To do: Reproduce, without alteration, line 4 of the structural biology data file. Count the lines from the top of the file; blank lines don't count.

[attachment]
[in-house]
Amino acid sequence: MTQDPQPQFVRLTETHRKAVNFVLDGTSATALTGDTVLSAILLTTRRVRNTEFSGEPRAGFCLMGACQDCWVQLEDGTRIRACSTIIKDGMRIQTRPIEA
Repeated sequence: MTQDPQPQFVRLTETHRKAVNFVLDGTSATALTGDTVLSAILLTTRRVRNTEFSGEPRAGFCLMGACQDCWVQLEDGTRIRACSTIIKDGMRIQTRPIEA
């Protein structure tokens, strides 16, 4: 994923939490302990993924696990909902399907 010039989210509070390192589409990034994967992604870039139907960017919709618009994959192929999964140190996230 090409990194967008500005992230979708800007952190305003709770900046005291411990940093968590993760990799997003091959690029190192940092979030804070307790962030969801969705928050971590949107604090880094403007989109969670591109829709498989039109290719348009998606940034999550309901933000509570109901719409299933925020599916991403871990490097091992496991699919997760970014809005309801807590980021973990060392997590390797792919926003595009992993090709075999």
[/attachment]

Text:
């Protein structure tokens, strides 16, 4: 994923939490302990993924696990909902399907 010039989210509070390192589409990034994967992604870039139907960017919709618009994959192929999964140190996230 090409990194967008500005992230979708800007952190305003709770900046005291411990940093968590993760990799997003091959690029190192940092979030804070307790962030969801969705928050971590949107604090880094403007989109969670591109829709498989039109290719348009998606940034999550309901933000509570109901719409299933925020599916991403871990490097091992496991699919997760970014809005309801807590980021973990060392997590390797792919926003595009992993090709075999």